The All-Or-Nothing Demand Curve     193
The Winner's Curse     195
How the Olympics and the World Cup Induce Overspending     196
The Form and Function of Stadiums and Arenas     200
What's in a Name?     201
The Size and Shape of Facilities     202
Location, Location, Location     208
Biographical Sketch   Al Davis     211
Summary     212
Discussion Questions     213
Problems     213
The Costs and Benefits of a Franchise to a City     215
Introduction     215
Why Do Cities Do It? The Benefits of a Franchise     216
Privately Built Facilities     216
Is a Stadium a Worthwhile Investment for a City?     217
Why Governments Subsidize Sports Franchises     219
Multiplier Effects     227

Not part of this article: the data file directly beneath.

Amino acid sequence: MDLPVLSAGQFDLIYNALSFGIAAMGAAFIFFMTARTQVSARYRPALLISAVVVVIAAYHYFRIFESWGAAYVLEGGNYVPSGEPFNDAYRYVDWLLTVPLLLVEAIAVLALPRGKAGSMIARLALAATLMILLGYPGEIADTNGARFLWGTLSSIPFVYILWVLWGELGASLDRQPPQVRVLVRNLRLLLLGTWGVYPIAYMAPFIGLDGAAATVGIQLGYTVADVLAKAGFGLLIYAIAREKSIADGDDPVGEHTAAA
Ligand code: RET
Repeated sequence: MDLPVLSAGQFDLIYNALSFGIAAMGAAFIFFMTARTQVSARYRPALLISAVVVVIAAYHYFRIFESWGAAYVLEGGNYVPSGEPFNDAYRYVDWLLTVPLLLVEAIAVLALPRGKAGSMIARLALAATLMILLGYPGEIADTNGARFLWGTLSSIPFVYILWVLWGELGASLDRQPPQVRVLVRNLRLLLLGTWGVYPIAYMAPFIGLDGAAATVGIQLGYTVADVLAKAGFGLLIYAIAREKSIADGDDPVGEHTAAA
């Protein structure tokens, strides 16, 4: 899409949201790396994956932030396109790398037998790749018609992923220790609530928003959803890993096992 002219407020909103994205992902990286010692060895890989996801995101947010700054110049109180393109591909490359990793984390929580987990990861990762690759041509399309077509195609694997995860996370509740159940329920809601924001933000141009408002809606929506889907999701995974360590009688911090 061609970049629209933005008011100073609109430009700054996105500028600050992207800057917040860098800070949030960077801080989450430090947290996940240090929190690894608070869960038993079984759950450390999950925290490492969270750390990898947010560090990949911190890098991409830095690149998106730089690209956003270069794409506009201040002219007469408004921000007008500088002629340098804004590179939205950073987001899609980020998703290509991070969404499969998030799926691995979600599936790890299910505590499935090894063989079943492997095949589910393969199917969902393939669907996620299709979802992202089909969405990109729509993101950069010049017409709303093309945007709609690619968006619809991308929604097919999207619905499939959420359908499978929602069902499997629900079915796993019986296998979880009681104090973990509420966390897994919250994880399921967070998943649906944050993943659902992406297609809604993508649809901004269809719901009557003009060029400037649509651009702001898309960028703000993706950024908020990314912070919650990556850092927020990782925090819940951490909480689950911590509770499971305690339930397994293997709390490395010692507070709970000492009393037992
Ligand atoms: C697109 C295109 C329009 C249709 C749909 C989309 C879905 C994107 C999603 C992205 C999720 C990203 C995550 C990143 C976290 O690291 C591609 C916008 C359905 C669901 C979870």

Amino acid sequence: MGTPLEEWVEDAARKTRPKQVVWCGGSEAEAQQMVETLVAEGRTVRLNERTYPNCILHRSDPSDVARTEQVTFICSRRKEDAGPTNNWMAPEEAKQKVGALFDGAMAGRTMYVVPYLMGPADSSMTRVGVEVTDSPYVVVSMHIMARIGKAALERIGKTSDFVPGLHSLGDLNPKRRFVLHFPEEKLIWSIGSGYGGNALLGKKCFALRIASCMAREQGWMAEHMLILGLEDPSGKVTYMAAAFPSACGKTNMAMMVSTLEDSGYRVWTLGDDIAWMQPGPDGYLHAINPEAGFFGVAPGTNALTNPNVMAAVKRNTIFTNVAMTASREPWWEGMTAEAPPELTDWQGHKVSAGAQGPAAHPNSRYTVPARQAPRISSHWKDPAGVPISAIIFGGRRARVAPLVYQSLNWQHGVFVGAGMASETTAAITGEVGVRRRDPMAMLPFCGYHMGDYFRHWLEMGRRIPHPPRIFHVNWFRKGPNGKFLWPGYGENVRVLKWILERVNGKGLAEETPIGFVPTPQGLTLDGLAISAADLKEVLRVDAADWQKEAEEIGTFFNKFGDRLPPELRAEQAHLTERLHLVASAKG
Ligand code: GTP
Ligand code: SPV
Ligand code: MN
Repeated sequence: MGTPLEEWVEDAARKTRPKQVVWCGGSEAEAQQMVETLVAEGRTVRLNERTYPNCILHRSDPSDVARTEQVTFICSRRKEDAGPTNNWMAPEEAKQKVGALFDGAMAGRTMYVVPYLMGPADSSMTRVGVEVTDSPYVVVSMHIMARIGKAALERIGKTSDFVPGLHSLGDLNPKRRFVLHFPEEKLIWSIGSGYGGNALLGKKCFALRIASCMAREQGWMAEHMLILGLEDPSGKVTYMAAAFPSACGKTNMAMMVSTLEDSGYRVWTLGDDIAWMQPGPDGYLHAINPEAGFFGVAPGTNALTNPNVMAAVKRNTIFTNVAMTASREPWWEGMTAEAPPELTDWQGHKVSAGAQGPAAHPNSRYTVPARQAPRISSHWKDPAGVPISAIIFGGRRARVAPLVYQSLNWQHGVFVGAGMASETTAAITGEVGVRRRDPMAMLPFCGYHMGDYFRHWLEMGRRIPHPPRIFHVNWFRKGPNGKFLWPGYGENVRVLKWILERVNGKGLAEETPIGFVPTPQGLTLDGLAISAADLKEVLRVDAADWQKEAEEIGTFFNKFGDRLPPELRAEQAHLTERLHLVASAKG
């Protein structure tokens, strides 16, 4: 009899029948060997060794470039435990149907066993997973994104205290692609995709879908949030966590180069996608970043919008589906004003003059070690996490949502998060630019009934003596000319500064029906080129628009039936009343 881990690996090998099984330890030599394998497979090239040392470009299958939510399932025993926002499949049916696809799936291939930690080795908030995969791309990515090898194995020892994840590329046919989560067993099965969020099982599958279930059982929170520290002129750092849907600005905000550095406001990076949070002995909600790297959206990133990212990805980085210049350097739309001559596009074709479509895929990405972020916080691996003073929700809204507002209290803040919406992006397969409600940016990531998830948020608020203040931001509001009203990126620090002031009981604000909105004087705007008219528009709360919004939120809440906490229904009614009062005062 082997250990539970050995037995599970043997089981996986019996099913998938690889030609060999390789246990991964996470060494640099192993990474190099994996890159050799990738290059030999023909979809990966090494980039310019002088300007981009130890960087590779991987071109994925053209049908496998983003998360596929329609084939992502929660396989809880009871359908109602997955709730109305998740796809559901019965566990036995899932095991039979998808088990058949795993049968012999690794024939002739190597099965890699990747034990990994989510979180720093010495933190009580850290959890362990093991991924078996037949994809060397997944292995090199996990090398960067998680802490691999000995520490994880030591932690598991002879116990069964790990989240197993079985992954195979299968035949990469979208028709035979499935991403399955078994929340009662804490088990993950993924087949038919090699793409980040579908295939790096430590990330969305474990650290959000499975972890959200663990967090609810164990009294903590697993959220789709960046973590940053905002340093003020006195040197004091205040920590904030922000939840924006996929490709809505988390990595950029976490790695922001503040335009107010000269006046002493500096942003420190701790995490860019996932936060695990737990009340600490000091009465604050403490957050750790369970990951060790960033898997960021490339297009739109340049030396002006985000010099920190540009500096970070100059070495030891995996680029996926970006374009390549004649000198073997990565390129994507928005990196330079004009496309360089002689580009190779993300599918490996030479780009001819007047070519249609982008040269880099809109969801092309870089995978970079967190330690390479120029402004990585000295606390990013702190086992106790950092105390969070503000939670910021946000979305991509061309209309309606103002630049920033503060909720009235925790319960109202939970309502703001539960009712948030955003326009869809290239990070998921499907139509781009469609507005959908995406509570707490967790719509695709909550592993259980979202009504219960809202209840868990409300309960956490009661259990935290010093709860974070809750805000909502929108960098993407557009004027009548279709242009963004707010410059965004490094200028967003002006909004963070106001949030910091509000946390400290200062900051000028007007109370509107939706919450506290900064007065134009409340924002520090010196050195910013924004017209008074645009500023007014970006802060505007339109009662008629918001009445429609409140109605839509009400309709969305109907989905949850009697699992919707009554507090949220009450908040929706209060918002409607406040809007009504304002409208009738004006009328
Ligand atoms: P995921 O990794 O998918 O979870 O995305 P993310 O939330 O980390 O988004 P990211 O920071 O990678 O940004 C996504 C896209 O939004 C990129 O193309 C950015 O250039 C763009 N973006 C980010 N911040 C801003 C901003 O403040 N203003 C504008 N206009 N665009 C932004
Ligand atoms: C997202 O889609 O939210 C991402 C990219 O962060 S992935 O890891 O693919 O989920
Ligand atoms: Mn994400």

Can Anyone Win at This Game?     231
The Impact of Special Events     234
A Public Choice Perspective     235
Financing Facilities     237
An Economic View of Taxes: Who Should Pay?     238
Sales Taxes     241
Incremental Financing     242
Taxes That Broaden the Burden     243
The Benefits of Debt     244
Biographical Sketch   "Mitt" Romney     246
Summary     247
Discussion Questions     247
Problems     248
The Labor Economics of Sports     249
An Introduction to Labor Markets in Professional Sports     251
Introduction     251
Overview of Labor Supply and Demand     252
Labor Supply     253
Labor Demand     255
Market Demand and Equilibrium     258
Imperfect Competition and the Demand for Labor     258
Human Capital Theory      259
Monopsony and Other Restrictions of Competitive Markets     262
Monopsony     262